The community-based initiatives may be evidence-based or otherwise demonstrate positive outcomes, including reduced involvement in the juvenile justice system, avoidance of emergency room use, and improved relationship skills and self-esteem. The initiatives may also include training, as well as services and supports for children in or at risk of placement in foster care or the juvenile justice system, agencies that provide services to children and families, community-based initiatives, and individuals who work with children or caregivers of children showing atypical social or emotional development or other challenging behaviors. 

The HHSC must prioritize entities that work with children and family members of children with a high risk of experiencing a crisis or developing a mental health condition, in specific efforts to reduce: the number of children at risk of placement in foster care or the juvenile justice system; the need for future intensive mental health services; or the demand for placement in state hospitals, inpatient mental health facilities, and residential behavioral health facilities. A grant recipient may only use grant money to develop innovative strategies that provide resiliency, coping and social skills, healthy social and familial relationships, and parenting skills and behaviors. Effective on 9/1/23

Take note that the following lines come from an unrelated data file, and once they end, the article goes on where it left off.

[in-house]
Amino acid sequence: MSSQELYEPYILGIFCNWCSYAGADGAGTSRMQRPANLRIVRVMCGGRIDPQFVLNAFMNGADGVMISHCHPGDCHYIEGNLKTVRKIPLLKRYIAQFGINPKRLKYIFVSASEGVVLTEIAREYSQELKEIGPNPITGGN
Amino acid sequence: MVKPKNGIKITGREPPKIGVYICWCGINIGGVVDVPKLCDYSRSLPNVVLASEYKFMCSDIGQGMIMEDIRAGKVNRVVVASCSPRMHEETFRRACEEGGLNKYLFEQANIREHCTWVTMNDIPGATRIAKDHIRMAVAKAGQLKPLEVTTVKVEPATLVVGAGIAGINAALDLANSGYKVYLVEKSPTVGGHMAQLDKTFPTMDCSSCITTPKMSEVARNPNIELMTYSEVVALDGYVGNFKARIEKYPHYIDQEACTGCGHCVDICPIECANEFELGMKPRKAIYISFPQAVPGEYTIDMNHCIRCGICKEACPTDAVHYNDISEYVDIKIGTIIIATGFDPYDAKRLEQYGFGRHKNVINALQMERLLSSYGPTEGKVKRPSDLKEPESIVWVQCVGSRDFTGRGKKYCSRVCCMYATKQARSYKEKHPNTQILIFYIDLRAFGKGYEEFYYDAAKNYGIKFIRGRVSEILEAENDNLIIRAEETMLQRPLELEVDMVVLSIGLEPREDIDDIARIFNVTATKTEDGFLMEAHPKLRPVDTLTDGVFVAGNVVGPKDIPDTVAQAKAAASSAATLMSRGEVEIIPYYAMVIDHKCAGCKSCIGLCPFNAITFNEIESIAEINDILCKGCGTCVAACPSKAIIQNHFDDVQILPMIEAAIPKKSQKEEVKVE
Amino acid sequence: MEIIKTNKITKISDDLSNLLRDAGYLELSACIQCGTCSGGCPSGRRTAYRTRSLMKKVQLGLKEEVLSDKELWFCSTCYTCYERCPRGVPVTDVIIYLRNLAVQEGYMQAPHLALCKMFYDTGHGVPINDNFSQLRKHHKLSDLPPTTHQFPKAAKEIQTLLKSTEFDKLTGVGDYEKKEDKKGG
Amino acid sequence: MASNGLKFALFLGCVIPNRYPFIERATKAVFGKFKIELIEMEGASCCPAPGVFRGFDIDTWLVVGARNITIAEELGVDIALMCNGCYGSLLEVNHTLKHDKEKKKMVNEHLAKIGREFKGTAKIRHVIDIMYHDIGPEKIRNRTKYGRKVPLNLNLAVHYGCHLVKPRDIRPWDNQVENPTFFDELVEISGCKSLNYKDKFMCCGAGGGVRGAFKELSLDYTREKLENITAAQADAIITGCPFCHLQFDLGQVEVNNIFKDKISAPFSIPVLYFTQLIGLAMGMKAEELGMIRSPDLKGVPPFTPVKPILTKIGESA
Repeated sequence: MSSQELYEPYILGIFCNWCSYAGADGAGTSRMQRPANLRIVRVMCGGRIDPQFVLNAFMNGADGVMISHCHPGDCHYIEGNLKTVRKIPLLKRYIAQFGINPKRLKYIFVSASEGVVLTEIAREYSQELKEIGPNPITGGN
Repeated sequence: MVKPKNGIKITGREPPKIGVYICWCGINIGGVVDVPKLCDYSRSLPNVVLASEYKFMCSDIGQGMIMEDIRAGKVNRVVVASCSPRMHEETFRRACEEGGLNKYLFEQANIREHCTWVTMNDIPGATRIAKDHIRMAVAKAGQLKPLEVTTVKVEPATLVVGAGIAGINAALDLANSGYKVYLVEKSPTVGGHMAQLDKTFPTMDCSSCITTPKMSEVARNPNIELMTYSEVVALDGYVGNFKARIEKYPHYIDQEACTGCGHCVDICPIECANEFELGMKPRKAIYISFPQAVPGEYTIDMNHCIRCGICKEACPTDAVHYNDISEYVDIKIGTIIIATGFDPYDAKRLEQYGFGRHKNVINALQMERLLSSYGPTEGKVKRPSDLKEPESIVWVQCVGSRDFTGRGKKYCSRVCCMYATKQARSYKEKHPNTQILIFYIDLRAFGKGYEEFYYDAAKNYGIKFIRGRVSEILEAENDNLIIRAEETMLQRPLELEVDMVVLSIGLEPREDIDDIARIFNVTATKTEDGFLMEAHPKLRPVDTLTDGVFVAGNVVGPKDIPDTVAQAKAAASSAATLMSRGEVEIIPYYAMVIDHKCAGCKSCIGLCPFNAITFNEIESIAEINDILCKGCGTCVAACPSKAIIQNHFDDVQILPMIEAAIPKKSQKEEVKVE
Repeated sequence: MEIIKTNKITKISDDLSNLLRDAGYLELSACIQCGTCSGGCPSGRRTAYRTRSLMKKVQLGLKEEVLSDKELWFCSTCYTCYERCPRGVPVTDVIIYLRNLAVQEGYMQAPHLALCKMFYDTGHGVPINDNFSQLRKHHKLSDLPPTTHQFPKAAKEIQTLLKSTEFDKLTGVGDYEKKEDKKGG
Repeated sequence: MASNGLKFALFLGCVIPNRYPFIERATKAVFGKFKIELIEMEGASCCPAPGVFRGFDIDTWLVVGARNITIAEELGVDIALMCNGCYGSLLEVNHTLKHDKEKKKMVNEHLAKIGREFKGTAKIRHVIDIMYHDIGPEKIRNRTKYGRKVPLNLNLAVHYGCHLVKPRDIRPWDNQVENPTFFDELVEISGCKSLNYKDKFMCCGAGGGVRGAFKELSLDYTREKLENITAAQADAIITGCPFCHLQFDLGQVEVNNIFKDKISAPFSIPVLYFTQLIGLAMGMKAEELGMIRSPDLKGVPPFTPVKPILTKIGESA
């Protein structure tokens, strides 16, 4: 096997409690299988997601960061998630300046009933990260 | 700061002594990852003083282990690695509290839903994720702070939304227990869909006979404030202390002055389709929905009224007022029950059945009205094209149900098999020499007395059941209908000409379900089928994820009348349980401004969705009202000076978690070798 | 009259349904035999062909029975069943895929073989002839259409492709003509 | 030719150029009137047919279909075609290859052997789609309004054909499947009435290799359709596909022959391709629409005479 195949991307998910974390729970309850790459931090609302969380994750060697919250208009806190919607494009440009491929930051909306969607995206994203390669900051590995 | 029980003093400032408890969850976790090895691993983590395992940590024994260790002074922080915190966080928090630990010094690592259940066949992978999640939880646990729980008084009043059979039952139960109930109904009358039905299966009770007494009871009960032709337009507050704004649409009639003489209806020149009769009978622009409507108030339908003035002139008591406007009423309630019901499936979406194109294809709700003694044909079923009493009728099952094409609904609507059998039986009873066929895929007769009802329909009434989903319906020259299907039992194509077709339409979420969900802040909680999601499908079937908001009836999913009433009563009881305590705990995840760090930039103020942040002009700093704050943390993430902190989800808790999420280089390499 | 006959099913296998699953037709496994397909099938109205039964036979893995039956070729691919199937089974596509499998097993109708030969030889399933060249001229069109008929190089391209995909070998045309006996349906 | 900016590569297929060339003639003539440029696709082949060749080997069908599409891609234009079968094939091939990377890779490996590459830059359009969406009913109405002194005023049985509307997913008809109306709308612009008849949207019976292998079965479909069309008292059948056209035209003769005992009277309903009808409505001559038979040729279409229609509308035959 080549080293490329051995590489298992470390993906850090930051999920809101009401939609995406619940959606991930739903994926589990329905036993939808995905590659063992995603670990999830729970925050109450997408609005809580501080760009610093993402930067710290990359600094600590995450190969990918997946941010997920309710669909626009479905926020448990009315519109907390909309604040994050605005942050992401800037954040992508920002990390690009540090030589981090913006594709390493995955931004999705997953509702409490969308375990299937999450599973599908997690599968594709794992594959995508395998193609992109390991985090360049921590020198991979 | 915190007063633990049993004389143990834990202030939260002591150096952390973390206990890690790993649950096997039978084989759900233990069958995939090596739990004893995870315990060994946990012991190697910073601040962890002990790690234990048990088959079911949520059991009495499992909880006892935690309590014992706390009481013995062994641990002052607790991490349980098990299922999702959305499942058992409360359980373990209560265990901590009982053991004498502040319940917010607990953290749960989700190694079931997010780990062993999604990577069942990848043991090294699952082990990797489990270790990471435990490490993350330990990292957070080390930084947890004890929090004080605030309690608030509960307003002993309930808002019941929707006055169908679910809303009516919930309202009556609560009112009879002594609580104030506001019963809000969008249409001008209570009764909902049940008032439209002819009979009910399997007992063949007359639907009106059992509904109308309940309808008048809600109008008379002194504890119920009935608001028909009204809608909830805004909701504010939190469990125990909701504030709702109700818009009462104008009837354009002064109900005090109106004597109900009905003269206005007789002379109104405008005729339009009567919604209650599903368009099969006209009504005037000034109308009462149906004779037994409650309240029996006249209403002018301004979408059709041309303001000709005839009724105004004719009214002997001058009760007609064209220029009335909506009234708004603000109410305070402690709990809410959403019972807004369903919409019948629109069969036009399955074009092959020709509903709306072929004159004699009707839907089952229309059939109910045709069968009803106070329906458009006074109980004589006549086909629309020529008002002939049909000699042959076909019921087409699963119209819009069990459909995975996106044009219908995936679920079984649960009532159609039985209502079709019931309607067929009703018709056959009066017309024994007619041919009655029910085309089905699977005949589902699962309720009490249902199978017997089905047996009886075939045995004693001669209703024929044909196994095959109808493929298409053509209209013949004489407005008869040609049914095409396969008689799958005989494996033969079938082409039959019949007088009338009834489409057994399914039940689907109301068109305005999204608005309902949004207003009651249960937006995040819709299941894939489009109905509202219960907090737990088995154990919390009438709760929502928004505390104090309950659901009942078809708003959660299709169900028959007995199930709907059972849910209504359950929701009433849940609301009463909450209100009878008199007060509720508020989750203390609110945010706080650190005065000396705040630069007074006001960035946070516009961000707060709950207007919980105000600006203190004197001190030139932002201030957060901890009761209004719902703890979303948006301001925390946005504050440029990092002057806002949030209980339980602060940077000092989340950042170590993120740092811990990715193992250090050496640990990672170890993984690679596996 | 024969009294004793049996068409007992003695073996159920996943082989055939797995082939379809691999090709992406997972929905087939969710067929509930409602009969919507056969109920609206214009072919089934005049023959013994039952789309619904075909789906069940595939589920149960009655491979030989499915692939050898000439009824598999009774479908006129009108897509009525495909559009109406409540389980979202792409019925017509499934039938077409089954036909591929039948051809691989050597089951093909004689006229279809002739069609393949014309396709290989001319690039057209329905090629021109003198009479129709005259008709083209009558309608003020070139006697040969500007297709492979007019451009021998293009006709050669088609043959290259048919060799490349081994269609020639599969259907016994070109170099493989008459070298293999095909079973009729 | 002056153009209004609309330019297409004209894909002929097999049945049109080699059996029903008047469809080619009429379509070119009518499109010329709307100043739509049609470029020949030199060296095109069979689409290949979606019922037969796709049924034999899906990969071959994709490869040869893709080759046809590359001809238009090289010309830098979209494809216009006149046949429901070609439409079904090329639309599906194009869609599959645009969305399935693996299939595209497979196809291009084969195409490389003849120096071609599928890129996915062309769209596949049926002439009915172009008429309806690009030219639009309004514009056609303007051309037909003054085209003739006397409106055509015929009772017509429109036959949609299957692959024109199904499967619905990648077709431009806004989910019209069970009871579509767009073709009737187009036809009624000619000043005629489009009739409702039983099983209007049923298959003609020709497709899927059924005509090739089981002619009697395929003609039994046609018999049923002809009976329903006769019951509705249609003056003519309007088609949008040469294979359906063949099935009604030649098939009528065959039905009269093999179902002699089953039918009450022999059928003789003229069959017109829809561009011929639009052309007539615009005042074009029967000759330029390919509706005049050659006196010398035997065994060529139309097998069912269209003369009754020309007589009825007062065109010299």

SB 532 (Author: West | Sponsors: Kuempel; Mary González; Anchía), Relating to providing mental health services information to certain higher education students and to the repayment of certain higher education loans. To help the state meet its need for more mental health professionals, SB 532 extends eligibility for participation in the state’s Mental Health Professional Loan Repayment Program to those providing services to: people in state psychiatric hospitals, or people receiving community-based mental health services from a Local Mental Health Authority. Additionally, mental health professionals will be required to participate in loan repayment for only three (versus five) years. 

Separately, SB 532 requires institutions of higher education to provide any incoming students with information about available mental health and suicide prevention services, as well as information regarding early warning signs that are often present if someone is considering suicide. Additionally, incoming students must receive a campus map identifying where mental health services are provided, and each tour for entering students must include at least one location where students can receive mental health services. Effective on 9/1/23